Hircus goats eat a wider range of plants than sheep and it is estimated that they eat up to 10% of their body weight daily. The thing is they forage very aggressively and tend to consume the whole plant down to the root, literally “eliminating” it from the soil. Plus, their hooves pierce the soil and can damage topsoil and grass roots – preventing it from re-growing. All this is part of the animal’s DNA and it has always behaved like this, but when the number of goats is drastically increased and the land remains the same, it is obvious that the balanced cycle where they coexist will be broken. In fact, as the number of goats has grown from 4.3 million in 1985 to nearly 30 million in 2020, or seven times, the phenomenon of desertification has risen and is literally destroying the prairies of the Asian regions. According to data released by the Mongolian government, more than 50 percent of pastures have dried up. In 2016 more than 20 percent of pastures had been severely damaged, which is 13 percent more than just two years earlier. But that’s not it, with a higher demand, also intensive livestock farming has arrived, in which the mixing of livestock that is essential for regenerating the soil is lost: a certain number of Hircus goats should in fact be matched by a precise number of sheep in order to keep the soil fertile, because the former rip out the grass root, while the sheep do not. Unfortunately, this cohabitation is getting lost also among nomadic shepherds. This reality can be devastating for many nomadic herders, who feel they have no choice but to contribute to this destruction for the fashion system’s cashmere demand. Moreover, a study conducted by the Wildlife Conservation Society found that due to this phenomenon, wildlife icons from the Tibetan Plateau to Mongolia suffer – including endangered snow leopard, wild yak, chiru, saiga, Bactrian camel, gazelles, and other remarkable but already endangered species of remote Central Asia.  

2) The animal welfare and social problem

Following an increased demand of this precious fiber, farmers and herders started to comb or shear goats more often [combing is reported to hurt the animal, whereas shearing is quick and painless when done by experienced shearers]. The problem is that these animals have just little fat on their bodies, and if their protective coats are shorn in midwinter before natural moulting, the vulnerable animals can die of cold stress. The increased fiber demand has also affected nomadic herders, who have to increase the size of the herd to maintain their income while prices are reduced. With the lowering of material costs, farmers also face the risk of being underpaid, a common problem in fashion.

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How is the industry trying to face the boycotting of cashmere?

Numerous brands have started to replace virgin cashmere with recycled cashmere, thus reducing a fiber demand that was too high and actually starting to encourage a more circular fashion, by recycling pre-consumer scraps and post-consumer garments. However, at the same time, Textile Exchange, a global nonprofit that creates leaders in the preferred fiber and materials industry, established the Responsible Cashmere Round Table in March 2019, with the aim to better understand the issues and opportunities on global cashmere production. Thanks to this, over two dozen global brands have signed a statement of support for the establishment of the Mongolia Sustainable Cashmere Platform (MSCP), a national-level umbrella mechanism with collaborative leadership and facilitated by the United Nations Development Program (UNDP). The Platform has four key objectives in its two-year Collection Action Plan:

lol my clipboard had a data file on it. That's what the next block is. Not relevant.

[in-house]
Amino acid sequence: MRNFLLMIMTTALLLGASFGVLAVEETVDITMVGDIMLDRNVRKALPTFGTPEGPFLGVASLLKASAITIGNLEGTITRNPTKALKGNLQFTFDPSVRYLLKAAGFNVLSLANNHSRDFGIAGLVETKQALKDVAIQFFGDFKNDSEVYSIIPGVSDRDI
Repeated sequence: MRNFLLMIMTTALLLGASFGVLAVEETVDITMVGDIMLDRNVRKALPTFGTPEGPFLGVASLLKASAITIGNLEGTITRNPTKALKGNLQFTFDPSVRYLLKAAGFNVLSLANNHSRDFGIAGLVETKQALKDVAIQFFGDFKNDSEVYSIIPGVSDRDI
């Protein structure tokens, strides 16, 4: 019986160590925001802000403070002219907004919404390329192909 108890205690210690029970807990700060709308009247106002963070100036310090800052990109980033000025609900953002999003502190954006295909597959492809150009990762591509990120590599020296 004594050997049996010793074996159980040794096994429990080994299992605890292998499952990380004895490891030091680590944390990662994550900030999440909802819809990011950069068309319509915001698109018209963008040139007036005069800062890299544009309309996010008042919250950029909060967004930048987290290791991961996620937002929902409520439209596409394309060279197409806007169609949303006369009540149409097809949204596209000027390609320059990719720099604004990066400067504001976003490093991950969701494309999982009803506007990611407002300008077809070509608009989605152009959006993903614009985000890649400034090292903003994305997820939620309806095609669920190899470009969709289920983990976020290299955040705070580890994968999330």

• To formulate and implement a collective action plan that addresses the root causes limiting the sustainability of cashmere in Mongolia.
  • To influence and harmonize government policy that ensures a strong and coherent legal and institutional framework for sustainable cashmere in Mongolia.
  • To establish partnerships and coordinated investments and actions that accelerate current efforts.
  • To position Mongolia as a global leader for sustainable cashmere.

After just a few years of systemic efforts, nowadays, out of all the cashmere that on the market, 17,4% is produced according to Agronomeset Vétérinaires Sans Frontiers (AVSF), THE GOOD CASHMERE STANDARD® (GCS), Responsible Nomads (RN), Sustainable Fiber Alliance (SFA), Wildlife Conservation Society (WCS); while the remaining 83% is still produced conventionally.

As for all the evolutions in the fashion industry, change and improvents take time and a global effort. The hope is that, as the years pass, cashmere fibers production will be possible and – most importantly – in line with the animals’ and environment’s natural life cycle.

At Manteco, following our circular DNA, we have always used recycled cashmere fibers for our fabrics and Jerseys

After decades in the fashion world, in 2018, we have created the Manteco Academy project, through which we  give webinars, in-person lessons and workshops on eco-design, circular economy and sustainability to numerous fashion schools, technical universities and brands worldwide. Thanks to this educative commitment and our heritage, we are often invited as guest speaker at events, panels, podcasts and conferences about sustainable fashion and circular economy.